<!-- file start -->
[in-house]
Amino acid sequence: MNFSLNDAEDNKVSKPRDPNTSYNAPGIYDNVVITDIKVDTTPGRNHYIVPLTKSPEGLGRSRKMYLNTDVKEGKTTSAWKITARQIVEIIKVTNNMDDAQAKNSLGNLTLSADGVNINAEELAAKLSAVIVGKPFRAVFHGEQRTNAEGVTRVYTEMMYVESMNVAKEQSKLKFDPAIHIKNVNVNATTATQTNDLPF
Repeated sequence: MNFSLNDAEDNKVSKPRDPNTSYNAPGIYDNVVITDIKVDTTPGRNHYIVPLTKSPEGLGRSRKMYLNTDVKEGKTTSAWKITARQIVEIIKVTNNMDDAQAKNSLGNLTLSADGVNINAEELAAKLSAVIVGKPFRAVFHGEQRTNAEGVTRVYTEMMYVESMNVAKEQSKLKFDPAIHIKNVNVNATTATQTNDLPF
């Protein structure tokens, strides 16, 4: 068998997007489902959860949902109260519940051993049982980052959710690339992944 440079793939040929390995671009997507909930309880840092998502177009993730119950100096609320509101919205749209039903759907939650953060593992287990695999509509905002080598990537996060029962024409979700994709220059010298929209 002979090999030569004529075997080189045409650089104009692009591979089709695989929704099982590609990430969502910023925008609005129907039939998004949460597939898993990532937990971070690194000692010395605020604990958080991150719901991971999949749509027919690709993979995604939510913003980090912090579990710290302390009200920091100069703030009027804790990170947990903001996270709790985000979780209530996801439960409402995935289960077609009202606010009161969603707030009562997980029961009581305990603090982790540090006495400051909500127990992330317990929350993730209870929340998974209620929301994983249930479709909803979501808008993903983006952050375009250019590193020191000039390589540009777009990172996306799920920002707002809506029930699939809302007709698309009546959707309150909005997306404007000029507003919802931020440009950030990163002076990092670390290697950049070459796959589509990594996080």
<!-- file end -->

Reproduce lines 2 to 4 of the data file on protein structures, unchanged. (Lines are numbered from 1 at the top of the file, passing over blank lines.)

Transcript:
Amino acid sequence: MNFSLNDAEDNKVSKPRDPNTSYNAPGIYDNVVITDIKVDTTPGRNHYIVPLTKSPEGLGRSRKMYLNTDVKEGKTTSAWKITARQIVEIIKVTNNMDDAQAKNSLGNLTLSADGVNINAEELAAKLSAVIVGKPFRAVFHGEQRTNAEGVTRVYTEMMYVESMNVAKEQSKLKFDPAIHIKNVNVNATTATQTNDLPF
Repeated sequence: MNFSLNDAEDNKVSKPRDPNTSYNAPGIYDNVVITDIKVDTTPGRNHYIVPLTKSPEGLGRSRKMYLNTDVKEGKTTSAWKITARQIVEIIKVTNNMDDAQAKNSLGNLTLSADGVNINAEELAAKLSAVIVGKPFRAVFHGEQRTNAEGVTRVYTEMMYVESMNVAKEQSKLKFDPAIHIKNVNVNATTATQTNDLPF
């Protein structure tokens, strides 16, 4: 068998997007489902959860949902109260519940051993049982980052959710690339992944 440079793939040929390995671009997507909930309880840092998502177009993730119950100096609320509101919205749209039903759907939650953060593992287990695999509509905002080598990537996060029962024409979700994709220059010298929209 002979090999030569004529075997080189045409650089104009692009591979089709695989929704099982590609990430969502910023925008609005129907039939998004949460597939898993990532937990971070690194000692010395605020604990958080991150719901991971999949749509027919690709993979995604939510913003980090912090579990710290302390009200920091100069703030009027804790990170947990903001996270709790985000979780209530996801439960409402995935289960077609009202606010009161969603707030009562997980029961009581305990603090982790540090006495400051909500127990992330317990929350993730209870929340998974209620929301994983249930479709909803979501808008993903983006952050375009250019590193020191000039390589540009777009990172996306799920920002707002809506029930699939809302007709698309009546959707309150909005997306404007000029507003919802931020440009950030990163002076990092670390290697950049070459796959589509990594996080």